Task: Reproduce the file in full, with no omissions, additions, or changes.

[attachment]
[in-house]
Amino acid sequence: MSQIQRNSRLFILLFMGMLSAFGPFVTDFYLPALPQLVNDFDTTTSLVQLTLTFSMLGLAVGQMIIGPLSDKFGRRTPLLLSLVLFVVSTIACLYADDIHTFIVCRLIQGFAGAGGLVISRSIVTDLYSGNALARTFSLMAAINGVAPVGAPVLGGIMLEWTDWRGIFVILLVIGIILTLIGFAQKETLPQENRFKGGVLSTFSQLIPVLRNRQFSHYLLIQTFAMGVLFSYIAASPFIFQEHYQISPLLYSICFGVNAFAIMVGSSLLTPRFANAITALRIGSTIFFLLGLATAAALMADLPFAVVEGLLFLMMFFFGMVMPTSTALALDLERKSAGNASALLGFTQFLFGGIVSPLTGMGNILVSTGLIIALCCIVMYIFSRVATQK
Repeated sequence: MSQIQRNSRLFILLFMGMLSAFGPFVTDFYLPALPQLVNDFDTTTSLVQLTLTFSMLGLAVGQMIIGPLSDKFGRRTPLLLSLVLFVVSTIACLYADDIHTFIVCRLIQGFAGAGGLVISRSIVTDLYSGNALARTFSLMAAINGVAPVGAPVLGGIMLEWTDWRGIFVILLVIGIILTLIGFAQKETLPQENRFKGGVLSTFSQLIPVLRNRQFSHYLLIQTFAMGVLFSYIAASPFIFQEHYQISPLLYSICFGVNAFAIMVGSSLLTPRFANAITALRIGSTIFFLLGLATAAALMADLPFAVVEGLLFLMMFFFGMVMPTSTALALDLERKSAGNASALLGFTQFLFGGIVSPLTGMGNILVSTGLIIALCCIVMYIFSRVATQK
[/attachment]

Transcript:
[in-house]
Amino acid sequence: MSQIQRNSRLFILLFMGMLSAFGPFVTDFYLPALPQLVNDFDTTTSLVQLTLTFSMLGLAVGQMIIGPLSDKFGRRTPLLLSLVLFVVSTIACLYADDIHTFIVCRLIQGFAGAGGLVISRSIVTDLYSGNALARTFSLMAAINGVAPVGAPVLGGIMLEWTDWRGIFVILLVIGIILTLIGFAQKETLPQENRFKGGVLSTFSQLIPVLRNRQFSHYLLIQTFAMGVLFSYIAASPFIFQEHYQISPLLYSICFGVNAFAIMVGSSLLTPRFANAITALRIGSTIFFLLGLATAAALMADLPFAVVEGLLFLMMFFFGMVMPTSTALALDLERKSAGNASALLGFTQFLFGGIVSPLTGMGNILVSTGLIIALCCIVMYIFSRVATQK
Repeated sequence: MSQIQRNSRLFILLFMGMLSAFGPFVTDFYLPALPQLVNDFDTTTSLVQLTLTFSMLGLAVGQMIIGPLSDKFGRRTPLLLSLVLFVVSTIACLYADDIHTFIVCRLIQGFAGAGGLVISRSIVTDLYSGNALARTFSLMAAINGVAPVGAPVLGGIMLEWTDWRGIFVILLVIGIILTLIGFAQKETLPQENRFKGGVLSTFSQLIPVLRNRQFSHYLLIQTFAMGVLFSYIAASPFIFQEHYQISPLLYSICFGVNAFAIMVGSSLLTPRFANAITALRIGSTIFFLLGLATAAALMADLPFAVVEGLLFLMMFFFGMVMPTSTALALDLERKSAGNASALLGFTQFLFGGIVSPLTGMGNILVSTGLIIALCCIVMYIFSRVATQK